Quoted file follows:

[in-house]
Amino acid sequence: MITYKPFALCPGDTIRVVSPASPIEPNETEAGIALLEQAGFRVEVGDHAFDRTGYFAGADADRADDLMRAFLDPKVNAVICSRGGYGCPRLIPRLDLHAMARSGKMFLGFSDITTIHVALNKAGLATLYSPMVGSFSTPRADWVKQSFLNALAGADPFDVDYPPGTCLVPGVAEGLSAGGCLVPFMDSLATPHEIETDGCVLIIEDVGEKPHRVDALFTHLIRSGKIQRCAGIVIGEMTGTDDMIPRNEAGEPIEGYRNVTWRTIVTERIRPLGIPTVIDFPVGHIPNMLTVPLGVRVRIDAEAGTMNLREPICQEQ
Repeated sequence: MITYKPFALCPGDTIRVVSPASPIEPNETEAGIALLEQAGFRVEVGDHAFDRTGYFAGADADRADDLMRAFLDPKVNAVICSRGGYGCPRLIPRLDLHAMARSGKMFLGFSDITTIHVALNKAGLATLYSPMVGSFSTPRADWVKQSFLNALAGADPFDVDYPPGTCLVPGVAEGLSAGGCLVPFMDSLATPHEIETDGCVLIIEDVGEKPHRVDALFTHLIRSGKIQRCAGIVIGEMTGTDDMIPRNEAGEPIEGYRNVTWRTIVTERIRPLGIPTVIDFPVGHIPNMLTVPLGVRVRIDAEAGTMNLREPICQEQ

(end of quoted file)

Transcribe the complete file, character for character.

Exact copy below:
[in-house]
Amino acid sequence: MITYKPFALCPGDTIRVVSPASPIEPNETEAGIALLEQAGFRVEVGDHAFDRTGYFAGADADRADDLMRAFLDPKVNAVICSRGGYGCPRLIPRLDLHAMARSGKMFLGFSDITTIHVALNKAGLATLYSPMVGSFSTPRADWVKQSFLNALAGADPFDVDYPPGTCLVPGVAEGLSAGGCLVPFMDSLATPHEIETDGCVLIIEDVGEKPHRVDALFTHLIRSGKIQRCAGIVIGEMTGTDDMIPRNEAGEPIEGYRNVTWRTIVTERIRPLGIPTVIDFPVGHIPNMLTVPLGVRVRIDAEAGTMNLREPICQEQ
Repeated sequence: MITYKPFALCPGDTIRVVSPASPIEPNETEAGIALLEQAGFRVEVGDHAFDRTGYFAGADADRADDLMRAFLDPKVNAVICSRGGYGCPRLIPRLDLHAMARSGKMFLGFSDITTIHVALNKAGLATLYSPMVGSFSTPRADWVKQSFLNALAGADPFDVDYPPGTCLVPGVAEGLSAGGCLVPFMDSLATPHEIETDGCVLIIEDVGEKPHRVDALFTHLIRSGKIQRCAGIVIGEMTGTDDMIPRNEAGEPIEGYRNVTWRTIVTERIRPLGIPTVIDFPVGHIPNMLTVPLGVRVRIDAEAGTMNLREPICQEQ